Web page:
19 Feb 2012

Watch out for the spin

Having spent a couple of days at the Sustainable Living Festival (with the Perm-apiculture group on the Permaculture Melbourne stand), I've had many conversations with prospective and current beekeepers. The topic of honey extraction has come up a number of times, so I thought I write something on that, while it was fresh in my head. In doing so, also tease apart some of the myths and issues in terms of conventional vs Natural Beekeeping.

Centrifugal extractor - view from above. credit
It seems that the perception of the 'need' to use centrifugal honey extractors is near universal - even among small scale, home beekeepers. No big surprise here, the practices of larger scale or commercial beekeeping have become the de-facto standard for all beekeepers and very few people question the status quo. Still, it amazes me that whenever I mention honey harvesting, the default response is "you'll need an extractor for that". When I question that need, it is met with "oh, but it's so much faster" etc.
This reminds me of another conversation I've had, that went something like this:
Me: "I'll take some frames please."
Seller: "Great and what type of foundation would you like."
Me: None, thanks, I don't use it."
Seller: "Oh, so you don't mind getting less honey then."
Me - thinking: "Actually, I do not mind 'getting less honey' IF that's what going without foundation means"
Both of these scenarios are related to the same line of thinking - that the ultimate (if not indeed only) outcome of beekeeping is the amount of honey we can gain from a colony of bees. This seems to represent our modern (industrial) mentality of maximising rather than balancing our expectations. OK, so if one is a commercial beekeeper and needs to make a living from beekeeping, then fair enough - of course honey yield is a primary and necessary focus in order for the business to survive. We could have a discussion about ethics and the long terms outcomes for bees in that situation, but that's not our topic here.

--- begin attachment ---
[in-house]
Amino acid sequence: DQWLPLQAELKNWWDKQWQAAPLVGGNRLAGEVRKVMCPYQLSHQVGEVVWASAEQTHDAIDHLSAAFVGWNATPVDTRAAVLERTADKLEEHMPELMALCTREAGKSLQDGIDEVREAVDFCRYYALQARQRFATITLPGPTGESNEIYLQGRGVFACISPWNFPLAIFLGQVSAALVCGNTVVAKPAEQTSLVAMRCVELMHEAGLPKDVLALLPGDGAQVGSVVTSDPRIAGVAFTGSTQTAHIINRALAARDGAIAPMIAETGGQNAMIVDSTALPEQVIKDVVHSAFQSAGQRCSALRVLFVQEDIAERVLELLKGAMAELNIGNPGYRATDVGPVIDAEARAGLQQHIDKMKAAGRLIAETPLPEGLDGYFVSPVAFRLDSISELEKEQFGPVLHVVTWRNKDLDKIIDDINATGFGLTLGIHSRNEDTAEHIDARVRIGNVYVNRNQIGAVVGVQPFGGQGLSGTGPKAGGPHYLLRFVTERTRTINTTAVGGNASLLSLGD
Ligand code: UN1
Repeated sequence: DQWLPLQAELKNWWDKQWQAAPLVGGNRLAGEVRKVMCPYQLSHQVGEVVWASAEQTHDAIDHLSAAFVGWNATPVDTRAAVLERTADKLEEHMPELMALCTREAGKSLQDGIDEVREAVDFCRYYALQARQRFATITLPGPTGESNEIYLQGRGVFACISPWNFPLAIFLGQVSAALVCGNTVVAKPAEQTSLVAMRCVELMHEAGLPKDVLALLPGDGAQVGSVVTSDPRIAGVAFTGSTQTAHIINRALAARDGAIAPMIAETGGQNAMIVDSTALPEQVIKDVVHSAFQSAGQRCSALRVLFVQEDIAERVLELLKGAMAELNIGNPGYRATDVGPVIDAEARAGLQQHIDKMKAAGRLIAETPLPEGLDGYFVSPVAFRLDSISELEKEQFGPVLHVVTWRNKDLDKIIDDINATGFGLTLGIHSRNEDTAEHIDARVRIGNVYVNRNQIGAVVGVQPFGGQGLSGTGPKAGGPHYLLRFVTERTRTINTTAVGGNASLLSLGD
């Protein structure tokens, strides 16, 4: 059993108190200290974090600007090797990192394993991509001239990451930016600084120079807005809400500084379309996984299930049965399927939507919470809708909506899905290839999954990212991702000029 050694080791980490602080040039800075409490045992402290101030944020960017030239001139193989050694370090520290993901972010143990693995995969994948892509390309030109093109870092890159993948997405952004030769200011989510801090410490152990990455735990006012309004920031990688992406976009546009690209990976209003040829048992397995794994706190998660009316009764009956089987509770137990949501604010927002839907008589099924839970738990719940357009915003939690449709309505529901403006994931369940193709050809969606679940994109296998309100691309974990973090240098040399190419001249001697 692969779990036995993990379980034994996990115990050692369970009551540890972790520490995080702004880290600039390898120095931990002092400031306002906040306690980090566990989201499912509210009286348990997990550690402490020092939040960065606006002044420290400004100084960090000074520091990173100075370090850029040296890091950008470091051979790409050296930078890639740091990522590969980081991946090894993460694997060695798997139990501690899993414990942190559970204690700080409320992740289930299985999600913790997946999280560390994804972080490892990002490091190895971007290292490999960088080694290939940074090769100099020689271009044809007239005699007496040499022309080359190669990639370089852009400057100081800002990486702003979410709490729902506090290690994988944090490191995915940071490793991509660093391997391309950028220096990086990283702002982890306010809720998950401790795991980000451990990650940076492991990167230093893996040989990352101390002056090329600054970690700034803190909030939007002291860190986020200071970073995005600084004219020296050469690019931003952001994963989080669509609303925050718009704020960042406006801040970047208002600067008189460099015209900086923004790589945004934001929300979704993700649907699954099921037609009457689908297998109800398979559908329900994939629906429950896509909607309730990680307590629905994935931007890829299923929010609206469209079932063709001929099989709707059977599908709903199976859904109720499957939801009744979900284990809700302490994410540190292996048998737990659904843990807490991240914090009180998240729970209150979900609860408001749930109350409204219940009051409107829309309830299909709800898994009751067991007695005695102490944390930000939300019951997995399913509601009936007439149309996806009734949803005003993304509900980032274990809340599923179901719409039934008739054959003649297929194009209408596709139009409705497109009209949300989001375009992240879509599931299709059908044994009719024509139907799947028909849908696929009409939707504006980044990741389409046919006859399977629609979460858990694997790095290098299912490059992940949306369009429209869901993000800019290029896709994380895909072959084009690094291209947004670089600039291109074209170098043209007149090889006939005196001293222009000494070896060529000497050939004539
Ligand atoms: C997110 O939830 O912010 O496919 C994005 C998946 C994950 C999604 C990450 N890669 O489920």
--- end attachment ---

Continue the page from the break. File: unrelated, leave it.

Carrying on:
What is of concern here is that these 'default' positions within beekeeping conversations are passed onto newcomers to backyard beekeeping and are accepted as received wisdom from experts - often then, without question. Of course, I seek to offer an alternative view (use crush and strain) and that's what we've been promoting at the expo. It has been vary satisfying to see the 'light bulb switch on' with so many people, once they've been made aware of this view.

Equipment required for crush and strain can easily be under $50, often much lower. See videos - bear in mind that many variations are possible to those illustrated here:
  1. The '3 bucket' method
  2. Harvesting and chopping (take his advice on using smoke . . .)
  3. Hand crushing (for small amounts of comb)
  4. Straining (use a soft cooking spatula to remove 99% of honey from buckets . . .)

The conversations are different each time - but follow similar patterns . . .

1. Why do we use these extractors?
The usual response is something along the lines of "because everyone else does" or "the alternatives are too time consuming/slow/troublesome".

I agree that, if one has a LOT of frames to FREQUENTLY extract honey from, then yes, the scale of the operation would warrant the use of a $550 extractor. Someone selling honey as a business, for example.

Then I'd ask how many frames are being extracted from how many hives and it's typically one or two hives and and 20-40 frames per year. Small scale.

2. How much time is really saved?
When we typically think about this question, the consideration is limited to the process of getting the honey out of the combs. We imagine the satisfying speed at which honey is spun against the side of the tank verses watching the drip, drip, drip of straining crushed honey through a sieve. Of course the centrifuge is much faster at this point in the process. But that's not the whole story.

When you crush and strain you basically do the following:
  • chop the comb from the frame/top bar and drop into a container
  • slice or mash up the comb to break open the cells (kitchen knife and maybe a wooden spoon)
  • allow the honey to fall through a sieve and into a receiving container. The speed to mostly related to how warm the honey/room is. Bear in mind that you do not stand and wait while it drips - you leave it alone and come back when it's done. I've done some in summer in 90 minutes.
  • at this point you can bottle the raw honey or put it through some finer filtration (muslin) and settlement to remove wax particles and air.
  • Clean down your equipment.
  • Return the bare frames to storage or the hive, adding a fresh starter strip if required.
  • The wax can be pressed and washed and purified as a separate product harvesting process, so let's exclude that part.
When you centrifuge honey you do the following:
  • heat up plain, steam or electric capping tools and use them to slice off the caps from each frame.